Kurt hurried in front of Finn and sat on the edge of the coffee table. For a moment Rachel thought about telling him not to sit there, but decided to let things pass. "We were remembering the same path to the subway station," he said. "That means we were coming from the same place."

"That's true," Finn said, but then stiffened and repeated, "That's true! Wait, what the hell? We were living together back then?" He hesitated, tilted his head to the side like he was hearing something, and repeated, "We were living together."

They had sailed far past strange and into completely unbelievable, and yet no one wanted to stop. Rachel grabbed a notepad and started jotting down anything that they could drag free from their spotty memories. "I remember...." Kurt squeezed his eyes shut hard, like he could block out everything about Ohio to clear his mind. "The fourth floor."

Finn looked uncertain, but then a slow smile began to spread across his face. "Yeah. Forty... eight?" But he instantly shook his head. "No. Wrong apartment number. Forty-three." Rachel could practically see that imagined eight on the door change as he recalled wherever he'd once lived. "And... and you walked in and there was a table to your left. The TV and stuff was right in front of you."

"Right, right!" Kurt said excitedly. "I can see it. This is so weird. Parquet flooring. It must have been pre-war, picturing the architecture. And... I can see the canopy in front of the door! 124 on...." He burst out laughing. "124 West 93rd! That was our building! Apartment 43!"

Finn started laughing, too. By the end it was closer to a giggle. "We totally used to live near Central Park!"

"That's probably why they could only afford two bedrooms," Kurt said easily, then started. His eyes looked ready to pop out of his head. "That's right. We had the same room. Oh my god, did we seriously have bunk beds? How pathetic were we?"

"I wonder if we, um, argued at all," Finn said, coughing. Kurt shot him a knowing look; Rachel wondered what she'd missed. She knew better than to speak up, though. It would be a foolish move to interrupt the recollections. "I don't think so, though." His brow furrowed. "I remember talking when stuff got hard, with school and life and whatever. I'm pretty sure that it was kind of nice to share that room."

Kurt ran a hand through his hair. He looked to be in utter disbelief of everything they were discussing, and yet delighted over it at the same time. "I'm still stuck on the fact that my decorating sense was so off-base that I actually allowed bunk beds to come near me. Who buys those when they're... when would we have moved in, fourteen? Fifteen?"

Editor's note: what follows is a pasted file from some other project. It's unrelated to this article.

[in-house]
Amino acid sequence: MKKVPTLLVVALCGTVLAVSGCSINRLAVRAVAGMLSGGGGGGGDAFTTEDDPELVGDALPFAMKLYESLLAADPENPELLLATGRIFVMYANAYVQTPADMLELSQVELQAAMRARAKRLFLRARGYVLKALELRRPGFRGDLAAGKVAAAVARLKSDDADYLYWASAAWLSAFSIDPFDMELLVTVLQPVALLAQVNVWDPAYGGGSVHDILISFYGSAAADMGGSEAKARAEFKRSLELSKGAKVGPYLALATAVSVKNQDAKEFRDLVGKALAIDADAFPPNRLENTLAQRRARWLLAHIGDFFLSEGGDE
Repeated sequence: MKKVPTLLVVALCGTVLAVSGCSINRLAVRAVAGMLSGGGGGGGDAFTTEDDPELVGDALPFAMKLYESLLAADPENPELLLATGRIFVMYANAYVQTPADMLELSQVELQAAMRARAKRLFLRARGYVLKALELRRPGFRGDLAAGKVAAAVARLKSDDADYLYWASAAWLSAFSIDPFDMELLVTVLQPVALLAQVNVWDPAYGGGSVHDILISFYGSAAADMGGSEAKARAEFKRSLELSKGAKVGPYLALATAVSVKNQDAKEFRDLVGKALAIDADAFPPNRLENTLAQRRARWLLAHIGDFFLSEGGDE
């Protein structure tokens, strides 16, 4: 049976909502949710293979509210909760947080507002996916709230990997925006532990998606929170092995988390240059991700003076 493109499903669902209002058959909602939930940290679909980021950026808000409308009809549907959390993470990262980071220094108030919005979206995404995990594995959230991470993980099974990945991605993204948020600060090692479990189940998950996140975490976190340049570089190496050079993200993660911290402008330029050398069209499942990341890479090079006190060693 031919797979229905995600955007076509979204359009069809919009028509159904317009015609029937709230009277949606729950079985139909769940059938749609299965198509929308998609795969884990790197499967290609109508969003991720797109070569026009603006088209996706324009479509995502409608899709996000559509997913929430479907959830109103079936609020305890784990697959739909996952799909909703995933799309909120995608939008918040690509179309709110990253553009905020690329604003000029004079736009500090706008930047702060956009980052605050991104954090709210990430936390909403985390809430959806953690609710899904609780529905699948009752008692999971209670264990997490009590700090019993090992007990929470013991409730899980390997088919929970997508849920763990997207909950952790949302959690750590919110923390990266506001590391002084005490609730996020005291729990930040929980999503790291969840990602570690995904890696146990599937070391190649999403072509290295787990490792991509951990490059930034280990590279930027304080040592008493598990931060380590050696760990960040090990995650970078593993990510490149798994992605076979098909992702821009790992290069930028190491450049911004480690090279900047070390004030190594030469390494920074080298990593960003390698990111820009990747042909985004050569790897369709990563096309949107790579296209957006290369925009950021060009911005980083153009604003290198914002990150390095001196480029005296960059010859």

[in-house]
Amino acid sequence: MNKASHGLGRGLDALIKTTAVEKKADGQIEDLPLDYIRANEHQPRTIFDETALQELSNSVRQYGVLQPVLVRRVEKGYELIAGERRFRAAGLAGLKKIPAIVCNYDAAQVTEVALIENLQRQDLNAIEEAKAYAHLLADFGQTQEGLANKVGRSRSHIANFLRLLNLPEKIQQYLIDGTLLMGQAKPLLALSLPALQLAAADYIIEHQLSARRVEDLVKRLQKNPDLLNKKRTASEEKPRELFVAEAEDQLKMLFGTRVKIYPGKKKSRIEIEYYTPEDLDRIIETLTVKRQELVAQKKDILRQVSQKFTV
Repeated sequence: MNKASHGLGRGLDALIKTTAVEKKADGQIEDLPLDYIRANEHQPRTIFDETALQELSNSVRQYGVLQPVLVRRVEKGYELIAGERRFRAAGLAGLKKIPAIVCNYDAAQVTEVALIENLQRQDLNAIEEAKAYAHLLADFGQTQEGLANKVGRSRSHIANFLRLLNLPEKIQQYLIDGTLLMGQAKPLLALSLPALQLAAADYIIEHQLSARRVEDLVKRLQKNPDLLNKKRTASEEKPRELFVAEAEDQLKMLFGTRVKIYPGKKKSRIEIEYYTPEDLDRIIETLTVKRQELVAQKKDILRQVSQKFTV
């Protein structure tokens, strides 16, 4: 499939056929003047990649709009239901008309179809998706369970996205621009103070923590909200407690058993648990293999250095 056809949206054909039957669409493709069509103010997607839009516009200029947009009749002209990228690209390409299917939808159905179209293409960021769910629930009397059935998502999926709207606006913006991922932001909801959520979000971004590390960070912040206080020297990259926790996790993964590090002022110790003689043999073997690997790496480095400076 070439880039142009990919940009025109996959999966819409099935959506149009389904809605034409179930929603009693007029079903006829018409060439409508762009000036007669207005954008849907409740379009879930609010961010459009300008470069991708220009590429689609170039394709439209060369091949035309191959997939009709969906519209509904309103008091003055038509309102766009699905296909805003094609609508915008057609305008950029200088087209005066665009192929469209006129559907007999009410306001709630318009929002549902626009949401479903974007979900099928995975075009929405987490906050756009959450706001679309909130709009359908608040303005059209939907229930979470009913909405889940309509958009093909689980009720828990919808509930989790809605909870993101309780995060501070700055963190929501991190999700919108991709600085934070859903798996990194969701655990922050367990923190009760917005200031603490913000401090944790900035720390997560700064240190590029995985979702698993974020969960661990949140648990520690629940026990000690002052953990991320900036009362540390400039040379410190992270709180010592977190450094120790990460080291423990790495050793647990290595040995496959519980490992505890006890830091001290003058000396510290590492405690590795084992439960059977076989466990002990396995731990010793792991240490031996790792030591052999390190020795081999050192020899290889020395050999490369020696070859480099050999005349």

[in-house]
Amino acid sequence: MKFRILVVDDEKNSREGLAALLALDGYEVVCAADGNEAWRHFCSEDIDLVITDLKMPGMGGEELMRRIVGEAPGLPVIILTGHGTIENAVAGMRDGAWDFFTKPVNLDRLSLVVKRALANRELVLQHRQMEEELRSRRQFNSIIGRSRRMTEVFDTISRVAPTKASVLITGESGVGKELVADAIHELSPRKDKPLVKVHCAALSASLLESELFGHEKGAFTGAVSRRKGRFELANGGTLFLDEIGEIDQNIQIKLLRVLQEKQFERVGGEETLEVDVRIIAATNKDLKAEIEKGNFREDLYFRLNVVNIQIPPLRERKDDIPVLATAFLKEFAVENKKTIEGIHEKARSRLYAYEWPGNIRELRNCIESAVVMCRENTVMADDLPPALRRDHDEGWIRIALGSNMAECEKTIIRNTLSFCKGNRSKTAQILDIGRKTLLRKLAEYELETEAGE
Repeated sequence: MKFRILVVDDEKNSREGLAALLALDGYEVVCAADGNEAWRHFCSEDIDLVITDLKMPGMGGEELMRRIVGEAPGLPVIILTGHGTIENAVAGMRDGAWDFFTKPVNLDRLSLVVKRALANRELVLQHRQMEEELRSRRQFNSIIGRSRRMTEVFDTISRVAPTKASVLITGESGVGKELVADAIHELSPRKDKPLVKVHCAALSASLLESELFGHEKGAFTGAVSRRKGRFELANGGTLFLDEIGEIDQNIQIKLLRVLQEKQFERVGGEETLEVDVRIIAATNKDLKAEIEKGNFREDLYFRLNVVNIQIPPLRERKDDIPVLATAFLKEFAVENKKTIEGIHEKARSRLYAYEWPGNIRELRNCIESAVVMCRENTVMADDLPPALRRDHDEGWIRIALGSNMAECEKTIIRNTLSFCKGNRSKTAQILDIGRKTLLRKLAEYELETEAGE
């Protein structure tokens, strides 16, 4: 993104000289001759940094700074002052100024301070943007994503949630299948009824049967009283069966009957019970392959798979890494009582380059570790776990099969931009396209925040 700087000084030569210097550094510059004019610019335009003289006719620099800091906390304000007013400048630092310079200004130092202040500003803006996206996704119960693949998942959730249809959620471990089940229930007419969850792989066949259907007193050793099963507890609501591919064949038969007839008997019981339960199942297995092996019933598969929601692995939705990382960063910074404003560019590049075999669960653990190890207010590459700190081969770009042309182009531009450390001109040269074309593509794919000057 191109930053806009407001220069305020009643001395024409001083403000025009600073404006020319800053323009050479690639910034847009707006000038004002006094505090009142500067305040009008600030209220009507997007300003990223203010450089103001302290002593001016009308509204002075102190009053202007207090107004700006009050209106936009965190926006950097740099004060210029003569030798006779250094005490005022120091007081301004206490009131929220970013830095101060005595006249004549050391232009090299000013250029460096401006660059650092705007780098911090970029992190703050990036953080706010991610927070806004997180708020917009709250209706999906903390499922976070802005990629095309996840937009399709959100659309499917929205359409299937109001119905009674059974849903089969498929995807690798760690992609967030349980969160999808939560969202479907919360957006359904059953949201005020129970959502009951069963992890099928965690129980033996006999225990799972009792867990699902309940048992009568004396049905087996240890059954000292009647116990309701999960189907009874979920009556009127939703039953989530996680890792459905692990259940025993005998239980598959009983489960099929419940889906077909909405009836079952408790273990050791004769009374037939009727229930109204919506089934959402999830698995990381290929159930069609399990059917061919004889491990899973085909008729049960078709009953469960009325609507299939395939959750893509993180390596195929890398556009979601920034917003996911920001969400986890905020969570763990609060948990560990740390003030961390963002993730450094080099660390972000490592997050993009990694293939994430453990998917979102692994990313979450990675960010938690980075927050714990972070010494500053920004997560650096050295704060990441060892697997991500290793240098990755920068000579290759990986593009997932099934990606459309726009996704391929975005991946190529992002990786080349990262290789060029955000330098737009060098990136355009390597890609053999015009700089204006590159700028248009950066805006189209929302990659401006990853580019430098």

The response from Finn was distracted and short. He sounded like he was already thinking of other things: their old school, perhaps, or a pet. "Nah, we had that since we were kids." But as soon as the words were out of his mouth, Finn paused with his jaw still half-open. He looked confused.

"Since we were...." Kurt drew back. A thin line of confusion scored the space between his eyebrows. They shot abruptly up his forehead and his hand covered his mouth. "Oh my god."

"This is weird," Finn said as he scratched his temple. He looked ready to shake his head like a dog. More memories must be rattling around like pinballs, bouncing off walls and lighting up connections when they struck. "Yeah. Yeah, I remember getting that bed a really long time ago. It's crazy, but I swear it feels like—"

"You're actually my brother," Kurt said in a tiny, terrified voice. Chalky, sickly tones swept over him and he looked ready to crumple where he stood. No one dared say anything. Color returned suddenly and Kurt turned bright red. He flailed his hands, gasped for air, and then backed away from them as he began a waterfall of, "Ew ew ew ew ew ew ew ew ew ew ew!"

He bolted for the bathroom and slammed the door behind him. Rachel inched toward it. Her head was swimming as that single word "ew" was still being shouted inside. "Kurt?" she asked. "Are you okay?" The sound of drawers opening and closing sent a flash of fear through her. There were many dangerous things inside a bathroom. Glancing over her shoulder showed how stunned Finn looked, and he hadn't been the one dreaming about his own kin. The sound of another door slamming jolted Rachel with fear. The bathroom had pills. It had razors. "Kurt!" she said and pounded on the door. "What are you doing?"

"Where is your rubbing alcohol?" he shouted. "I can't find the damn bottle!"

"I will find you vodka if you want to drink yourself into a stupor," Rachel said as she rattled the handle. "Although I do not recommend that approach. But you cannot be foolish enough to ignore the fact that rubbing alcohol is not safe to—"

The door swung open enough to reveal a sliver of Kurt's face. "I do not want to drink it. I want to disinfect my entire body."

"Oh." Rachel shot another nervous glance at Finn. He had yet to move. "Bottom shelf of the cabinet against the wall."

"Thank you," Kurt said. The door slammed shut.